Here's a situation where folding pocket aces is the correct play. You're playing in a tournament where the top 25 players get paid and have the second largest chip stack and there are 27 players left. You need to finish in the money to pay for a medical procedure for your child. The person with the largest stack has just completed the third raise before the flop against two other players and the blinds still have to act after you.
You can fold in this situation and continue folding to guarantee a spot in the money. But the truth is even if you play you probably have enough chips to get into the money even if you lose the hand. And if you win the hand you'll move into the chip lead with a good chance of advancing to the final table. It's not incorrect to fold here because of the 100% need for the money, but as you can see the best play is still playing the hand.
It's easier to construct a situation where folding kings is correct. It rarely happens and the truth is if you never fold kings before the flop it'll probably never cost you.
Imagine a similar situation to the pocket aces above but the first player who raised is ultra-tight and almost certainly has pocket aces. If you have a good read on an opponent and one of the largest possibilities for their starting hand is the one hand that's better than your pocket kings you should fold.
In order to give yourself the best chance to win a tournament you need to learn when it's best to live to fight another day. It always sucks when a strong hand like KK doesn't win because you don't get it often, but the name of the game is winning money, not hands.
What this means is it doesn't matter how many hands you win if you don't win any money in the long run. Focus on profitability instead of individual hands. If it's clear you have a losing hand, no matter how good it is, you need to cut your losses and find a more profitable situation.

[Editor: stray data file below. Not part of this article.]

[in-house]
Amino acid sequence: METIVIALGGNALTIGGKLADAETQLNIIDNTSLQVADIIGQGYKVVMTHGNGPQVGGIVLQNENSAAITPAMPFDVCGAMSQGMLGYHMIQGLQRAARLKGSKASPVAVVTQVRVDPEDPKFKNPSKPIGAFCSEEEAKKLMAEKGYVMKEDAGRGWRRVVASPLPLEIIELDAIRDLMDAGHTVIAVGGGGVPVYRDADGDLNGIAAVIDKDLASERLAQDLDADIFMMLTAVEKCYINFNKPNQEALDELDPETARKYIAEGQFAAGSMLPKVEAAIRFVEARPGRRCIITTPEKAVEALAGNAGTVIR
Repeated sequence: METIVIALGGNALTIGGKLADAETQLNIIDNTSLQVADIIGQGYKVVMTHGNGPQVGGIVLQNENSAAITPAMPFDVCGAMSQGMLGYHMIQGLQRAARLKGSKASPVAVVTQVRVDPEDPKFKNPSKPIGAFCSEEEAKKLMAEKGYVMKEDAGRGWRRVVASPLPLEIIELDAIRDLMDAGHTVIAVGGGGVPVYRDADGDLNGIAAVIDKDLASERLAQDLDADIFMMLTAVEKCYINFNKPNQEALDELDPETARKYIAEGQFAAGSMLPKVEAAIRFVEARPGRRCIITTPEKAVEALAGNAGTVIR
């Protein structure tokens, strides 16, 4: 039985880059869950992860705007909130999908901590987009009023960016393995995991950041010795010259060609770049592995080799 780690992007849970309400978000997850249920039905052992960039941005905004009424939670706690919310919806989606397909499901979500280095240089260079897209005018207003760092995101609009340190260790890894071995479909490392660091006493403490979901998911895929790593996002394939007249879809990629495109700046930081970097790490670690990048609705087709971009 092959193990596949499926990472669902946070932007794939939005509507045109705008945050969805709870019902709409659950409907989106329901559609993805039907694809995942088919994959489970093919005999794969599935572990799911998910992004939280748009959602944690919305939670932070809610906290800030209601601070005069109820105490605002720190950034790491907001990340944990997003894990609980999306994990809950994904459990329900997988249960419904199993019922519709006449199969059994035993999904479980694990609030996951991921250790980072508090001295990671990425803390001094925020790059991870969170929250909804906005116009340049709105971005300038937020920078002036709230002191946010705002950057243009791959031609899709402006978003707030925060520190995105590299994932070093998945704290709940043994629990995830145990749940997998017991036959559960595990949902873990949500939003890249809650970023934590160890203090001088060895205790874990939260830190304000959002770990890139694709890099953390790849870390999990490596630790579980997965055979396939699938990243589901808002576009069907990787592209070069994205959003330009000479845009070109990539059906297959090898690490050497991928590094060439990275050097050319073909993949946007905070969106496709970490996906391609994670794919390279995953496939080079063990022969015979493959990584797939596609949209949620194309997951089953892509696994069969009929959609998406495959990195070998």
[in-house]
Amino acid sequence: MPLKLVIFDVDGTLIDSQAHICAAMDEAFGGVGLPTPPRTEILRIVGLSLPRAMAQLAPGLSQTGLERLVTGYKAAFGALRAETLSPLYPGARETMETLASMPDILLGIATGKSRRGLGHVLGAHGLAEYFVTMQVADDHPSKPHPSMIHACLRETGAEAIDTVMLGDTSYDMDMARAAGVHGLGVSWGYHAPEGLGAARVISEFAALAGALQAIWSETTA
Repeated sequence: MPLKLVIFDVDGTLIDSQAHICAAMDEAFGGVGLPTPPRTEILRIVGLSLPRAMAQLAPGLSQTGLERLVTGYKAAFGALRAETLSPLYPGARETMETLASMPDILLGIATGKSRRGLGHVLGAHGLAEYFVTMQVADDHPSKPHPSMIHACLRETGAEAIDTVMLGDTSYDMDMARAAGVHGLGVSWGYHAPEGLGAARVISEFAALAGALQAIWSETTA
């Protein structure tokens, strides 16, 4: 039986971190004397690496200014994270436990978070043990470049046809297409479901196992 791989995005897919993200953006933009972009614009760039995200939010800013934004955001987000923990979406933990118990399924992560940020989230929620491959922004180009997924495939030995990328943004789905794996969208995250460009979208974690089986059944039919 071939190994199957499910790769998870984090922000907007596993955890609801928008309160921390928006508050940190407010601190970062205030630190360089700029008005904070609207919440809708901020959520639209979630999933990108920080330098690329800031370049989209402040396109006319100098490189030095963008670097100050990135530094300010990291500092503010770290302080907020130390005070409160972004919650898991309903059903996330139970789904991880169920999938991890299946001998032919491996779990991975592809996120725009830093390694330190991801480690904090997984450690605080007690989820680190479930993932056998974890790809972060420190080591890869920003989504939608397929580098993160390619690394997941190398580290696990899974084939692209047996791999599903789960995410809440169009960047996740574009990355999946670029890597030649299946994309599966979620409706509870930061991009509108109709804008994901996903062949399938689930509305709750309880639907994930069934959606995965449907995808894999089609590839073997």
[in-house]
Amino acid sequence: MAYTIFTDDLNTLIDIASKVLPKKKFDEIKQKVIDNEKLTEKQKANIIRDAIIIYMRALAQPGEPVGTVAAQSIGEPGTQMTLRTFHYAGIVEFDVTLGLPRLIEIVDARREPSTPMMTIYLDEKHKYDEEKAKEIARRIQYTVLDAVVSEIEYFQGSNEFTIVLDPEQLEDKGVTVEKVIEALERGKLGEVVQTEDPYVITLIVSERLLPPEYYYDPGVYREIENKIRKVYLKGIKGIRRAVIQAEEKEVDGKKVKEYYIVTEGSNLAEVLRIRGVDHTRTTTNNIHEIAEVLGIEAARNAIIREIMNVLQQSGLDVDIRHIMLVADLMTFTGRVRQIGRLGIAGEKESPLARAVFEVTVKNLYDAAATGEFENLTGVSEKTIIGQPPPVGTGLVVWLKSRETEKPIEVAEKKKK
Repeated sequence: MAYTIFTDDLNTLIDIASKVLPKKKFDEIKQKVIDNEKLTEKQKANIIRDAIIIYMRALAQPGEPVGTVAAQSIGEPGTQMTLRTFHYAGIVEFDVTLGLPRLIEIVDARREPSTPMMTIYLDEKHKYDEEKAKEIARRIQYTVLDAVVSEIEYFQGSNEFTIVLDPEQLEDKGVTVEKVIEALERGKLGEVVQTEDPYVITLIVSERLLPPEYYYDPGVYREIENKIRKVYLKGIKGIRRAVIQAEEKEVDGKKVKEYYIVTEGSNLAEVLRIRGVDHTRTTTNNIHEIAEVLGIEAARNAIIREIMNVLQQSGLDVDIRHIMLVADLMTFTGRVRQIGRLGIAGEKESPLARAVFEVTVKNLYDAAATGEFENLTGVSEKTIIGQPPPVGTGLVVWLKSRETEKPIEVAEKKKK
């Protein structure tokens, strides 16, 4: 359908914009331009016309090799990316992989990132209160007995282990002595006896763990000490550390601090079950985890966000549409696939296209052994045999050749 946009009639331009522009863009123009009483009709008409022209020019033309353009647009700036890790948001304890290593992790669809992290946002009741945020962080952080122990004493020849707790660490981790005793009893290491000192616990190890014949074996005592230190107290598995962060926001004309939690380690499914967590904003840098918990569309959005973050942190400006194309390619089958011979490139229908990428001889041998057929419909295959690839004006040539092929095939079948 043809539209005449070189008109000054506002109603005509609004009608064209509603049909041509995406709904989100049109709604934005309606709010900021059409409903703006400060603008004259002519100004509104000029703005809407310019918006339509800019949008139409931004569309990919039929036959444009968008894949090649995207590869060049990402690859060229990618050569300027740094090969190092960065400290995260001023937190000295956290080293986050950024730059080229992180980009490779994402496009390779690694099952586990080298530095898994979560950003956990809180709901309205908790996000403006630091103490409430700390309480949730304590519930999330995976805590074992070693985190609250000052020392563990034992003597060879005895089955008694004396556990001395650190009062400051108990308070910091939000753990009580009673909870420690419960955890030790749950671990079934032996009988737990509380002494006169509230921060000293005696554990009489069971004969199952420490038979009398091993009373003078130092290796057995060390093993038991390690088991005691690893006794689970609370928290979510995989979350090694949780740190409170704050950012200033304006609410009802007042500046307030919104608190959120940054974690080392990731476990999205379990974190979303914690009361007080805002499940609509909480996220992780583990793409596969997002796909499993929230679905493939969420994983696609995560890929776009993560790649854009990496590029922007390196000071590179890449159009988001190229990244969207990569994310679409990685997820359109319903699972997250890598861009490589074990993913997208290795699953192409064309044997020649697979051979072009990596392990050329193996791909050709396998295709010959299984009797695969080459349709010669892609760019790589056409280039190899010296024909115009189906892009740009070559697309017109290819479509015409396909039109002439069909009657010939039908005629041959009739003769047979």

You have ace king in late position against an early position player who raised in a limit multi table Texas holdem tournament. It's early in the tournament so you both have plenty of chips. Should you fold, call, or raise?
You have a strong hand and, more importantly, position against your opponent for the entire hand. At the very least you want to call, but in most situations you want to raise. While it's true your opponent may have pocket aces or kings, they may also have quite a few hands that don't scare you. The only hand that truly dominates you is AA. A pair of kings isn't great but you can still catch an ace.
If you don't improve on the flop you can get away from the hand, but unless your opponent has a very strong hand the odds are she'll call your bet before the flop and then check to you after the flop. At this point, you can check and see a free card or make a semi bluff to see if you can get her to fold.